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Core of the Story

The notion that stocks that trade at less than book value are undervalued has been around for decades. It has been used as a value screen by investors and portfolio managers. Services that track mutual funds (Morningstar, Value Line and Lipper) have used it as their basis for categorizing funds into value and growth funds—value funds invest in stocks with low price-to-book value (PBV) ratios and growth funds in stocks with high price-to-book-value ratios. As with PE ratios, rules of thumb abound—stocks that trade at less than book value are undervalued, whereas stocks that trade at more than twice book value are overvalued.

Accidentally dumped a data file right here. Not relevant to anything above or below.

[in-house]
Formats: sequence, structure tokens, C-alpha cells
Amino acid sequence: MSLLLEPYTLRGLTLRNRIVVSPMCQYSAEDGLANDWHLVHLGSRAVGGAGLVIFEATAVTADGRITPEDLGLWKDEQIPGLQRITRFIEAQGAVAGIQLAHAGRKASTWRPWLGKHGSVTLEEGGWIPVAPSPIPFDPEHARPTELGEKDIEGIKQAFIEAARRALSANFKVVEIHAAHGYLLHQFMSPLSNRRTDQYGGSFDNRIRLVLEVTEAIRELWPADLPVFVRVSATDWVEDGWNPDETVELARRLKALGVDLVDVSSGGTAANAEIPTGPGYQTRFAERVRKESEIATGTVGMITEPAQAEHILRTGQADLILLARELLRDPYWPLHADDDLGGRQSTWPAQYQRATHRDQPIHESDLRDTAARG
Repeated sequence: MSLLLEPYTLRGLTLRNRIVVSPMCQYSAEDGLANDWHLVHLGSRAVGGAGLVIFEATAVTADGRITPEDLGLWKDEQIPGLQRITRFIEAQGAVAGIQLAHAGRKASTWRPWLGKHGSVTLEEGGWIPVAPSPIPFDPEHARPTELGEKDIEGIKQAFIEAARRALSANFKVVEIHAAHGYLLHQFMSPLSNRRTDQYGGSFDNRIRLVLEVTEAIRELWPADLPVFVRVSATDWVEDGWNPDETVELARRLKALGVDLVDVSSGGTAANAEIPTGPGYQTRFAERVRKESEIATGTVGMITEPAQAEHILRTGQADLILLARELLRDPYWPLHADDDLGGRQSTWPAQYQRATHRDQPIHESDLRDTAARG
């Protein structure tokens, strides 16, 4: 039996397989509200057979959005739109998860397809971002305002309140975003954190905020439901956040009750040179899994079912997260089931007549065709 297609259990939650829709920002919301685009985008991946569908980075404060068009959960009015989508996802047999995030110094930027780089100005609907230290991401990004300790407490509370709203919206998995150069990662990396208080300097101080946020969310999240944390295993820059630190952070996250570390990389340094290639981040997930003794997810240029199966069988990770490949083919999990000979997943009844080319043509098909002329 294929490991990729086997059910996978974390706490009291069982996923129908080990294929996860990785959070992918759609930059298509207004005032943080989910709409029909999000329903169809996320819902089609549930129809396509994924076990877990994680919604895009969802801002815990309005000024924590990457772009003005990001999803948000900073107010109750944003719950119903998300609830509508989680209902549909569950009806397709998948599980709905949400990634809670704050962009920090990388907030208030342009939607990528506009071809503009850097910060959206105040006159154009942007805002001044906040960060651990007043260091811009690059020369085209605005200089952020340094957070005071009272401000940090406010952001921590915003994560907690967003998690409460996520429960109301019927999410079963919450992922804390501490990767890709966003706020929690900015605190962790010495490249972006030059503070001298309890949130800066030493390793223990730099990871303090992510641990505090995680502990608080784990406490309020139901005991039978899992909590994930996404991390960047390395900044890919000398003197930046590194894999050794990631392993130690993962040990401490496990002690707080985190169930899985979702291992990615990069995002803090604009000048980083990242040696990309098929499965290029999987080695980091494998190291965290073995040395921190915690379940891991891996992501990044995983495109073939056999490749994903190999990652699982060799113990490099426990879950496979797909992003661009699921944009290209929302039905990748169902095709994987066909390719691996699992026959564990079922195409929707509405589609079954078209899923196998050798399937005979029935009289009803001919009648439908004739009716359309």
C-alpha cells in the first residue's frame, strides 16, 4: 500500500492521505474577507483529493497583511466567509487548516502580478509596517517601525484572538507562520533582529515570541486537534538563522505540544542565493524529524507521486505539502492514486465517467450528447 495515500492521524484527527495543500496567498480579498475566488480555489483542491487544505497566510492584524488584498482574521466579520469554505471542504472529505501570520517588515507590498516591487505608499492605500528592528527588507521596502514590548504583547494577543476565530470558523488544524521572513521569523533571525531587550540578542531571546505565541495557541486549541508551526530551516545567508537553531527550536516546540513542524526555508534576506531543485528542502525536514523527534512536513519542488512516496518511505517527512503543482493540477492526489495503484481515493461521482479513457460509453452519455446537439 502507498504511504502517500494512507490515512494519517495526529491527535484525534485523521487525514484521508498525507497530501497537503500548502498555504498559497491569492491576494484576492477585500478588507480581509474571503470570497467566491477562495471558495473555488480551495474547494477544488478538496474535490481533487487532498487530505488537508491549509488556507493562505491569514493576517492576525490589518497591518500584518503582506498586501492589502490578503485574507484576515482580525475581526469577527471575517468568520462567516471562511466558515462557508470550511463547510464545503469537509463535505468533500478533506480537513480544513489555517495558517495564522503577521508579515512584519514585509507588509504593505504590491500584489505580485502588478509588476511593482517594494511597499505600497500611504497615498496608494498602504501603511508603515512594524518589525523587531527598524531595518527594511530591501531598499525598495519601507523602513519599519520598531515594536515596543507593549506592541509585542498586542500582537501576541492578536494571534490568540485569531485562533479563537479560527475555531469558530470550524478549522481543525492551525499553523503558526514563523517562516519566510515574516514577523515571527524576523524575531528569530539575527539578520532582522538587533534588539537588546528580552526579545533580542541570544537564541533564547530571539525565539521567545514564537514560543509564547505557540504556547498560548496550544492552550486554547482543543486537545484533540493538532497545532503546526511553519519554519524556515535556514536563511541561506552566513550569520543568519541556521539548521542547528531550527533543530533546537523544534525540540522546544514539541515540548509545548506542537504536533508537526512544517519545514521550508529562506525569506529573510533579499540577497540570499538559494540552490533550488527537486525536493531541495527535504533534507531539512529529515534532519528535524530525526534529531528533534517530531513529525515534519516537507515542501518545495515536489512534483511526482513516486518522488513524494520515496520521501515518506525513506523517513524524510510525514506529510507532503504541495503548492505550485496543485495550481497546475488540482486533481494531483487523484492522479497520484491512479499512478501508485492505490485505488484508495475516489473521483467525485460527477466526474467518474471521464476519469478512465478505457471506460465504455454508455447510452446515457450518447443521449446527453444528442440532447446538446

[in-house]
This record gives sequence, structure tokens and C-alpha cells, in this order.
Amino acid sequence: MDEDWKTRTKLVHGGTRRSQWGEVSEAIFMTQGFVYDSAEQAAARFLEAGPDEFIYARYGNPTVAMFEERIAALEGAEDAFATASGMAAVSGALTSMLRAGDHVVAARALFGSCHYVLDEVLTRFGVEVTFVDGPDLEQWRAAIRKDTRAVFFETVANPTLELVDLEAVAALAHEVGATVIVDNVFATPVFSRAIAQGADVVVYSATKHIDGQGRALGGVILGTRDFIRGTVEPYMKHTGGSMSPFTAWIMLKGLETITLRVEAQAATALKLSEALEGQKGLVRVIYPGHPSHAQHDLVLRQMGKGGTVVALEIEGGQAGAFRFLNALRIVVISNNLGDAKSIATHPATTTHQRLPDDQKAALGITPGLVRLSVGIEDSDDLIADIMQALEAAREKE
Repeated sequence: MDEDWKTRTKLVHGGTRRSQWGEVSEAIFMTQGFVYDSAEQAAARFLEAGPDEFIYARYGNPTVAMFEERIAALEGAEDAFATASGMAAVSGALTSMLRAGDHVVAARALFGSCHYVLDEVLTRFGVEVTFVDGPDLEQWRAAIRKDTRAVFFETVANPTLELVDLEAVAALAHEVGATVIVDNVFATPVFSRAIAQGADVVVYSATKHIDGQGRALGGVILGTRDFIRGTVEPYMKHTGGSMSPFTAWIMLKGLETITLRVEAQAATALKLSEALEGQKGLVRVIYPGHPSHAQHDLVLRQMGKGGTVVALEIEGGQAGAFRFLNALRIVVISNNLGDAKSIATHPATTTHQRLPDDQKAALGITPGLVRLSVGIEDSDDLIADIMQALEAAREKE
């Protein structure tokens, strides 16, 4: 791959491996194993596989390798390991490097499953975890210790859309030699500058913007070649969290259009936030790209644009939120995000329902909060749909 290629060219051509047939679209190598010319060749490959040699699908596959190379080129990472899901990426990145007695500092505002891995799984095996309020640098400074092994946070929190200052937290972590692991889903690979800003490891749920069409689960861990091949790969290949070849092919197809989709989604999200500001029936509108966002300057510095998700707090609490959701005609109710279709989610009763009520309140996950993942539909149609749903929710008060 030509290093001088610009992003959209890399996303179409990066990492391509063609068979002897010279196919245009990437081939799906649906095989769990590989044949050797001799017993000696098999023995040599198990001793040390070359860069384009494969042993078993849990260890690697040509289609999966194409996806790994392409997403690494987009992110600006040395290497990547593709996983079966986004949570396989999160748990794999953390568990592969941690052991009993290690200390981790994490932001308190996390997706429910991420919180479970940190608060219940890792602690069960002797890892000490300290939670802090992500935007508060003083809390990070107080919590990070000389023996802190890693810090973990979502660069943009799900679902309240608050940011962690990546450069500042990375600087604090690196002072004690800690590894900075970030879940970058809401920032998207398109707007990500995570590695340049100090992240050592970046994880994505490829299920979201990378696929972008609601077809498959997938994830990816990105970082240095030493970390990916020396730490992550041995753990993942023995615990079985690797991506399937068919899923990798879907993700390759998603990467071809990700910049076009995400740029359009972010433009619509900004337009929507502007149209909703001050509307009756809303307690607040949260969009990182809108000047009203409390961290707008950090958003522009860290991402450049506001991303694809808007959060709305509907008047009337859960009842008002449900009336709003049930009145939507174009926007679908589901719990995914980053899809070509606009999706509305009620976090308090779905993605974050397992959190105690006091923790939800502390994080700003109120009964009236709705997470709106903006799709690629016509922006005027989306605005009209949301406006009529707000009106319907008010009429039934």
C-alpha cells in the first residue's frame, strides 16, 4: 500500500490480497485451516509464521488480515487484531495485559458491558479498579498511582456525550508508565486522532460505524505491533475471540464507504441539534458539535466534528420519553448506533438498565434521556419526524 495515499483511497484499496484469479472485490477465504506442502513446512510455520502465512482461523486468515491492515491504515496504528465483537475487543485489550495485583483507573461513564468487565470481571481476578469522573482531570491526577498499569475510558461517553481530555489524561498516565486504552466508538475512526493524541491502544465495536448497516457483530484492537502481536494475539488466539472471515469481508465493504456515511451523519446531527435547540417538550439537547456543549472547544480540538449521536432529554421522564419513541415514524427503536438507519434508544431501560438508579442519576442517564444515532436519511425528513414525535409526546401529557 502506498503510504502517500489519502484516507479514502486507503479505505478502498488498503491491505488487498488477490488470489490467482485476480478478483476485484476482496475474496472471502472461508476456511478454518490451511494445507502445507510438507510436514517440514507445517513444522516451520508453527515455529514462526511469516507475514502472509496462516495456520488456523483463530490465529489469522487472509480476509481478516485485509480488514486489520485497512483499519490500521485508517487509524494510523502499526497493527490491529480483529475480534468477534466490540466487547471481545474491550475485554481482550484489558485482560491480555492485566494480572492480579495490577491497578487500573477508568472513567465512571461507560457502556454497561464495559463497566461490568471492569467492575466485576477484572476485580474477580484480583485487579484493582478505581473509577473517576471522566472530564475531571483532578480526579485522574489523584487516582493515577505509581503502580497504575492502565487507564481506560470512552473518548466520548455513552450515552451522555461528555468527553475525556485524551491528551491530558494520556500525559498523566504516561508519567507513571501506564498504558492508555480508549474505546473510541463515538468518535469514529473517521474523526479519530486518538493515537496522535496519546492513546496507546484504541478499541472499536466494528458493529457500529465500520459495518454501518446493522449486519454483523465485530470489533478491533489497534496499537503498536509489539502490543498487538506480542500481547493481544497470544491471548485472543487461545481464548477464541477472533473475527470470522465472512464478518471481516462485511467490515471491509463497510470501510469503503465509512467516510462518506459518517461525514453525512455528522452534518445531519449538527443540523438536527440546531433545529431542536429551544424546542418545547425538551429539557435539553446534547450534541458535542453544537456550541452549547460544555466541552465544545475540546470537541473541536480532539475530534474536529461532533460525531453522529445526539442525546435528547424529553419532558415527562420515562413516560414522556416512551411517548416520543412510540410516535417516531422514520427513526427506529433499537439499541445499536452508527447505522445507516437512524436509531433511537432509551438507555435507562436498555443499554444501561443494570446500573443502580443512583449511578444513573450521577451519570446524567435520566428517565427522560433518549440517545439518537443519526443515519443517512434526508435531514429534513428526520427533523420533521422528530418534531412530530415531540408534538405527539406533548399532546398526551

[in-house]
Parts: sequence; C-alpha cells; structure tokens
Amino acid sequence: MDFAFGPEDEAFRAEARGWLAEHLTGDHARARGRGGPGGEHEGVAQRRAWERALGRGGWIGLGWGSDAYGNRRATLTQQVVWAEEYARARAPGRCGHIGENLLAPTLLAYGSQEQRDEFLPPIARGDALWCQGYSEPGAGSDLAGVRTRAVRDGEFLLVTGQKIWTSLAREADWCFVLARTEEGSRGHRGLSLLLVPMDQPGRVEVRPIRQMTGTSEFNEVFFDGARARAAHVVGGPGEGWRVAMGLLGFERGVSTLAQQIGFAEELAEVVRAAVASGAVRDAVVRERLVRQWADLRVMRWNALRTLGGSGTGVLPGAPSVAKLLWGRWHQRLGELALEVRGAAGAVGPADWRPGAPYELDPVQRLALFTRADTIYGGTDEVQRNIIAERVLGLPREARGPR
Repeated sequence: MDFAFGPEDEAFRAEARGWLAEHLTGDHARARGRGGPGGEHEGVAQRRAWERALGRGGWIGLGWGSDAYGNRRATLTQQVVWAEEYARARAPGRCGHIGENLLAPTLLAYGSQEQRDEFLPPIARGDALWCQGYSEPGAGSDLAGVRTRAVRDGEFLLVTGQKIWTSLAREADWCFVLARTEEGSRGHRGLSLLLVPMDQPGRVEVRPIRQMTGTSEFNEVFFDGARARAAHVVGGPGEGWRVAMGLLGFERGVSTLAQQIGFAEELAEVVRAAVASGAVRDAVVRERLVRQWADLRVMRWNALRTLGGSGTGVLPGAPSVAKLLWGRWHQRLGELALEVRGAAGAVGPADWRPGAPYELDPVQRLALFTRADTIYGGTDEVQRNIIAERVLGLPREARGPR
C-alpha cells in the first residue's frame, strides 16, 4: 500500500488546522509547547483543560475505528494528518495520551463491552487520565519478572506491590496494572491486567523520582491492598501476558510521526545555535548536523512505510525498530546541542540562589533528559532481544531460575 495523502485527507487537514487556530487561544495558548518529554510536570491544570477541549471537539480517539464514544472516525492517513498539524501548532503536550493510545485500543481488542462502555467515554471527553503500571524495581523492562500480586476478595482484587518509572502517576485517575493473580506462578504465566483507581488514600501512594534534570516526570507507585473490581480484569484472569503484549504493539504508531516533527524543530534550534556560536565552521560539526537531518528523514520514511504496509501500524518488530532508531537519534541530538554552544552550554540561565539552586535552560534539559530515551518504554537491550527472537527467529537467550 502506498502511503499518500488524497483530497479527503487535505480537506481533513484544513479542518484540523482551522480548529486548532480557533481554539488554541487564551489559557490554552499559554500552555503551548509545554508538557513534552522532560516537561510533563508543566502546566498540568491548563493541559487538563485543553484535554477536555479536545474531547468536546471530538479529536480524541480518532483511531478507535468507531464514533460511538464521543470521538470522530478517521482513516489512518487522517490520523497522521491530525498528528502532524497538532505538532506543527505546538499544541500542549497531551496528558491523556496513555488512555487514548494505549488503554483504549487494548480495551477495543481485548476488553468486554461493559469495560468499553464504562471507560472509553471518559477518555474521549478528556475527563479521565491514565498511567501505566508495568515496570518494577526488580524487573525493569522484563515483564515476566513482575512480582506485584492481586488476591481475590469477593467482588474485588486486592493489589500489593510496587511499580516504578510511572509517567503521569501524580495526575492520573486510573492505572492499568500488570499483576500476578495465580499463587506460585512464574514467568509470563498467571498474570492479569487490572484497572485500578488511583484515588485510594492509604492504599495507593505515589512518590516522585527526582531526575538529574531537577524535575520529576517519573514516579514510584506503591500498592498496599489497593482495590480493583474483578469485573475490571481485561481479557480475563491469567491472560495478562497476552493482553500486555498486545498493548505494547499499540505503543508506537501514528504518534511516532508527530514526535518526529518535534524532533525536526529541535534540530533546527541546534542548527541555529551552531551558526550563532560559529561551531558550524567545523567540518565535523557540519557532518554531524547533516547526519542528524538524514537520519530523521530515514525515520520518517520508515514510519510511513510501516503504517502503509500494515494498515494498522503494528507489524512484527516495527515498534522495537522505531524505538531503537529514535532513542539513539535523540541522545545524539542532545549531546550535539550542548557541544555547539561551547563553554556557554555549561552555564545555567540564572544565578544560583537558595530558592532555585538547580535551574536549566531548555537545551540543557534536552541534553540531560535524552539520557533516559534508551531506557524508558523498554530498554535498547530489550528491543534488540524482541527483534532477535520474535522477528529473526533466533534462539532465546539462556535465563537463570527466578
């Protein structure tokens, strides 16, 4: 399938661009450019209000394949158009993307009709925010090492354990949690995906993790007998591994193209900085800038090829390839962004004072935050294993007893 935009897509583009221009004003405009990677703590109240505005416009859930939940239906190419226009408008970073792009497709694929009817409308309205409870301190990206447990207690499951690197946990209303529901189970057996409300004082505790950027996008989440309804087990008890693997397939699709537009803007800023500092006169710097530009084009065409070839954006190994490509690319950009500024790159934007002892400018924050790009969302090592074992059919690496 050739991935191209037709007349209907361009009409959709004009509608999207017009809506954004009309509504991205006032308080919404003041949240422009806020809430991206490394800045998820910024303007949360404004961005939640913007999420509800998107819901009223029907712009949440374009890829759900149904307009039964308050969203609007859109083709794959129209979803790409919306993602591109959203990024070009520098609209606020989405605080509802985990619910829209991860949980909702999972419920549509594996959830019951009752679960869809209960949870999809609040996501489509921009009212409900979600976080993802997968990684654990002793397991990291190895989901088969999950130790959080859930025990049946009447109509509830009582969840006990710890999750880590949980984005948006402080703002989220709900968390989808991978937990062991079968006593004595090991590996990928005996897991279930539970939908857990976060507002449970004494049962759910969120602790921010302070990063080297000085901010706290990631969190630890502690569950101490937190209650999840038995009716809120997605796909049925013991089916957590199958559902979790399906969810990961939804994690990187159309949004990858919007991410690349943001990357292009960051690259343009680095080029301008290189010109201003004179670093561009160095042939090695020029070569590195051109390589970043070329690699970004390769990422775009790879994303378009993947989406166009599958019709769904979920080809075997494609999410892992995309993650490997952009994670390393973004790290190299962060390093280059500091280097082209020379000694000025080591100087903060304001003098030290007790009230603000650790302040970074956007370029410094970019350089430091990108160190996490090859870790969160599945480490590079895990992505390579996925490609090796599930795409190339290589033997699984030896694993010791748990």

Why does this story carry so much weight with investors? There are several reasons; two are considered below:


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